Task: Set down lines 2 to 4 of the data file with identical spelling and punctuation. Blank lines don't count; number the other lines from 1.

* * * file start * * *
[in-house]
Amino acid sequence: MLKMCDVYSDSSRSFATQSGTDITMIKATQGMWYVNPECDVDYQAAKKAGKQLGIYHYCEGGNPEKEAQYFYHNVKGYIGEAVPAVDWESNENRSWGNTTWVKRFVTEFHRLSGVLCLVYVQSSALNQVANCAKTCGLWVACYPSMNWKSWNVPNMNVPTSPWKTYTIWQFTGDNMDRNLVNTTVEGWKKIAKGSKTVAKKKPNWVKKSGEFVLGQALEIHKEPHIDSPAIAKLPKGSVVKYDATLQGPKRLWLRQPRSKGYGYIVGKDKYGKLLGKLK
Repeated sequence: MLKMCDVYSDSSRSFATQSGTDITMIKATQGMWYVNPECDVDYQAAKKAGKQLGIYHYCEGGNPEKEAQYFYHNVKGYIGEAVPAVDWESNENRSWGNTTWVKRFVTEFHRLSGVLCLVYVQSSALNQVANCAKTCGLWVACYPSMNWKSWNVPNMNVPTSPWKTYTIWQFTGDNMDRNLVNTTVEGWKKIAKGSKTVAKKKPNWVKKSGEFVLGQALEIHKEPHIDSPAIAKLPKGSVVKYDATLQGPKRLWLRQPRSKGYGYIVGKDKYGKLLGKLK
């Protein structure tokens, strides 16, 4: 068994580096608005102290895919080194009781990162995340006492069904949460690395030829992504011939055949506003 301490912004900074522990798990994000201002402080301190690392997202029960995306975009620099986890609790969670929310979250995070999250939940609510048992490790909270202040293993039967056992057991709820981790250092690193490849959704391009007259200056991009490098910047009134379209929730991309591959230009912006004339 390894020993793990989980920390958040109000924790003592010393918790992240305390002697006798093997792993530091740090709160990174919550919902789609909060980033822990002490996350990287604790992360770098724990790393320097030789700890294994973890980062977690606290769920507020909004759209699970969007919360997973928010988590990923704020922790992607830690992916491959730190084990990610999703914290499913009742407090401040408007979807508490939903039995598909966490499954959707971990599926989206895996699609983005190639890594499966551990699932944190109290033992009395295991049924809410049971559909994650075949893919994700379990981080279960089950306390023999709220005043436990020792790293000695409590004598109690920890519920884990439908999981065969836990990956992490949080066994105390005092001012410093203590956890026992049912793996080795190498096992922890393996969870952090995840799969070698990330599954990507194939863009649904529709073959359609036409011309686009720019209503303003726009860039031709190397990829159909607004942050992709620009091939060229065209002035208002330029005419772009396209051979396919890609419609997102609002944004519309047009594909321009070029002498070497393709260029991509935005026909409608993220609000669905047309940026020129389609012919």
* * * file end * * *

Amino acid sequence: MLKMCDVYSDSSRSFATQSGTDITMIKATQGMWYVNPECDVDYQAAKKAGKQLGIYHYCEGGNPEKEAQYFYHNVKGYIGEAVPAVDWESNENRSWGNTTWVKRFVTEFHRLSGVLCLVYVQSSALNQVANCAKTCGLWVACYPSMNWKSWNVPNMNVPTSPWKTYTIWQFTGDNMDRNLVNTTVEGWKKIAKGSKTVAKKKPNWVKKSGEFVLGQALEIHKEPHIDSPAIAKLPKGSVVKYDATLQGPKRLWLRQPRSKGYGYIVGKDKYGKLLGKLK
Repeated sequence: MLKMCDVYSDSSRSFATQSGTDITMIKATQGMWYVNPECDVDYQAAKKAGKQLGIYHYCEGGNPEKEAQYFYHNVKGYIGEAVPAVDWESNENRSWGNTTWVKRFVTEFHRLSGVLCLVYVQSSALNQVANCAKTCGLWVACYPSMNWKSWNVPNMNVPTSPWKTYTIWQFTGDNMDRNLVNTTVEGWKKIAKGSKTVAKKKPNWVKKSGEFVLGQALEIHKEPHIDSPAIAKLPKGSVVKYDATLQGPKRLWLRQPRSKGYGYIVGKDKYGKLLGKLK
């Protein structure tokens, strides 16, 4: 068994580096608005102290895919080194009781990162995340006492069904949460690395030829992504011939055949506003 301490912004900074522990798990994000201002402080301190690392997202029960995306975009620099986890609790969670929310979250995070999250939940609510048992490790909270202040293993039967056992057991709820981790250092690193490849959704391009007259200056991009490098910047009134379209929730991309591959230009912006004339 390894020993793990989980920390958040109000924790003592010393918790992240305390002697006798093997792993530091740090709160990174919550919902789609909060980033822990002490996350990287604790992360770098724990790393320097030789700890294994973890980062977690606290769920507020909004759209699970969007919360997973928010988590990923704020922790992607830690992916491959730190084990990610999703914290499913009742407090401040408007979807508490939903039995598909966490499954959707971990599926989206895996699609983005190639890594499966551990699932944190109290033992009395295991049924809410049971559909994650075949893919994700379990981080279960089950306390023999709220005043436990020792790293000695409590004598109690920890519920884990439908999981065969836990990956992490949080066994105390005092001012410093203590956890026992049912793996080795190498096992922890393996969870952090995840799969070698990330599954990507194939863009649904529709073959359609036409011309686009720019209503303003726009860039031709190397990829159909607004942050992709620009091939060229065209002035208002330029005419772009396209051979396919890609419609997102609002944004519309047009594909321009070029002498070497393709260029991509935005026909409608993220609000669905047309940026020129389609012919």